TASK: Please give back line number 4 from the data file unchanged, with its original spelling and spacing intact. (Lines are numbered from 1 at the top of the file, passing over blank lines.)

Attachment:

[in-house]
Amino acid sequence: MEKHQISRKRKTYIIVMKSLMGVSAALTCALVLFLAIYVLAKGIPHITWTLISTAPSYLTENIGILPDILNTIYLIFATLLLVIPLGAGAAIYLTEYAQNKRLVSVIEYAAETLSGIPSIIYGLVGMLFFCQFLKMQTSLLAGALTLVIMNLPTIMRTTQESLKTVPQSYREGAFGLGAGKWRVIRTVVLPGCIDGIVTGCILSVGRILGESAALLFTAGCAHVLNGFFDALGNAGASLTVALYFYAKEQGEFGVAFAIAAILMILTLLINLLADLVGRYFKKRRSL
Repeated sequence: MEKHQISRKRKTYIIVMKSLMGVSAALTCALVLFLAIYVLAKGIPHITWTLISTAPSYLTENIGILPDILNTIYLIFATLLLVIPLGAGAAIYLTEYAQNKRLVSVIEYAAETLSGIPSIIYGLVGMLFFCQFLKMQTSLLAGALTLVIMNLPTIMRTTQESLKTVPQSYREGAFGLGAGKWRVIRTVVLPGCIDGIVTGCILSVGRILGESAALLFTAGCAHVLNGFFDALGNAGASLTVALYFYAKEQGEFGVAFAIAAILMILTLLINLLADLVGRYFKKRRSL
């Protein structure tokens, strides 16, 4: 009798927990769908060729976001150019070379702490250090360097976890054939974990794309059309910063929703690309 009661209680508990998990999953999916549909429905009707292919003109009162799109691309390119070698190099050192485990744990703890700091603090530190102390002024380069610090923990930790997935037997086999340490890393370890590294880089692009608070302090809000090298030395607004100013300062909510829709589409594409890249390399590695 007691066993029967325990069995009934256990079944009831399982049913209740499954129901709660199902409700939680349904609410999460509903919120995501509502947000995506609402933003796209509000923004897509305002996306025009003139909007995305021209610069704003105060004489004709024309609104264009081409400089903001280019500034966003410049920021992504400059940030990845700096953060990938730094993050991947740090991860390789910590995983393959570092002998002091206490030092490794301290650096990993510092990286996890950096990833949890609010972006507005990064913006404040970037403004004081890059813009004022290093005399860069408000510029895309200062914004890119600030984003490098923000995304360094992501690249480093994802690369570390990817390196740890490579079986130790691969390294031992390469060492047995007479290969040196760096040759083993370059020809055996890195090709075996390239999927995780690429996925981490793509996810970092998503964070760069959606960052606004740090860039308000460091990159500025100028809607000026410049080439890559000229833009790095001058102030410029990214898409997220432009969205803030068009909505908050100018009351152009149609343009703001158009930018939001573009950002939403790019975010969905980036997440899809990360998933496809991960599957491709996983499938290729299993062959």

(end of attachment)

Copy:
């Protein structure tokens, strides 16, 4: 009798927990769908060729976001150019070379702490250090360097976890054939974990794309059309910063929703690309 009661209680508990998990999953999916549909429905009707292919003109009162799109691309390119070698190099050192485990744990703890700091603090530190102390002024380069610090923990930790997935037997086999340490890393370890590294880089692009608070302090809000090298030395607004100013300062909510829709589409594409890249390399590695 007691066993029967325990069995009934256990079944009831399982049913209740499954129901709660199902409700939680349904609410999460509903919120995501509502947000995506609402933003796209509000923004897509305002996306025009003139909007995305021209610069704003105060004489004709024309609104264009081409400089903001280019500034966003410049920021992504400059940030990845700096953060990938730094993050991947740090991860390789910590995983393959570092002998002091206490030092490794301290650096990993510092990286996890950096990833949890609010972006507005990064913006404040970037403004004081890059813009004022290093005399860069408000510029895309200062914004890119600030984003490098923000995304360094992501690249480093994802690369570390990817390196740890490579079986130790691969390294031992390469060492047995007479290969040196760096040759083993370059020809055996890195090709075996390239999927995780690429996925981490793509996810970092998503964070760069959606960052606004740090860039308000460091990159500025100028809607000026410049080439890559000229833009790095001058102030410029990214898409997220432009969205803030068009909505908050100018009351152009149609343009703001158009930018939001573009950002939403790019975010969905980036997440899809990360998933496809991960599957491709996983499938290729299993062959």